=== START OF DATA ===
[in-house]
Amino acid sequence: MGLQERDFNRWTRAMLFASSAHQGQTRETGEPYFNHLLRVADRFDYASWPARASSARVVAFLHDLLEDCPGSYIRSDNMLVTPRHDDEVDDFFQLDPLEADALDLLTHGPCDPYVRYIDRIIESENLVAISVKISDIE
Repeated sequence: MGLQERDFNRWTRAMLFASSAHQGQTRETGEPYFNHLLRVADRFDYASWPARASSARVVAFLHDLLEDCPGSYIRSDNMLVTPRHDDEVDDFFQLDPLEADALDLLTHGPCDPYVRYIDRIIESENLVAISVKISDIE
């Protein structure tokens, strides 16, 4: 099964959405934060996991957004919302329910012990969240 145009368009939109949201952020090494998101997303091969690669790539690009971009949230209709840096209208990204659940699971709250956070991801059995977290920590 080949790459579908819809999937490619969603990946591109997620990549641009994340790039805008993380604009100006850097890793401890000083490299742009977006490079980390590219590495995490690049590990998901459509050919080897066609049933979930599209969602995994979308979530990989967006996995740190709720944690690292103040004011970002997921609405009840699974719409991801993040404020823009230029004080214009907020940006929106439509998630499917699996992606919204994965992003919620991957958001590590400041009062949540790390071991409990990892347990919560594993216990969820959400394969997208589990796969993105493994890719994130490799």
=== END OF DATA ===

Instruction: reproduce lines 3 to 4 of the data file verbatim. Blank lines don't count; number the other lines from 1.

Repeated sequence: MGLQERDFNRWTRAMLFASSAHQGQTRETGEPYFNHLLRVADRFDYASWPARASSARVVAFLHDLLEDCPGSYIRSDNMLVTPRHDDEVDDFFQLDPLEADALDLLTHGPCDPYVRYIDRIIESENLVAISVKISDIE
């Protein structure tokens, strides 16, 4: 099964959405934060996991957004919302329910012990969240 145009368009939109949201952020090494998101997303091969690669790539690009971009949230209709840096209208990204659940699971709250956070991801059995977290920590 080949790459579908819809999937490619969603990946591109997620990549641009994340790039805008993380604009100006850097890793401890000083490299742009977006490079980390590219590495995490690049590990998901459509050919080897066609049933979930599209969602995994979308979530990989967006996995740190709720944690690292103040004011970002997921609405009840699974719409991801993040404020823009230029004080214009907020940006929106439509998630499917699996992606919204994965992003919620991957958001590590400041009062949540790390071991409990990892347990919560594993216990969820959400394969997208589990796969993105493994890719994130490799």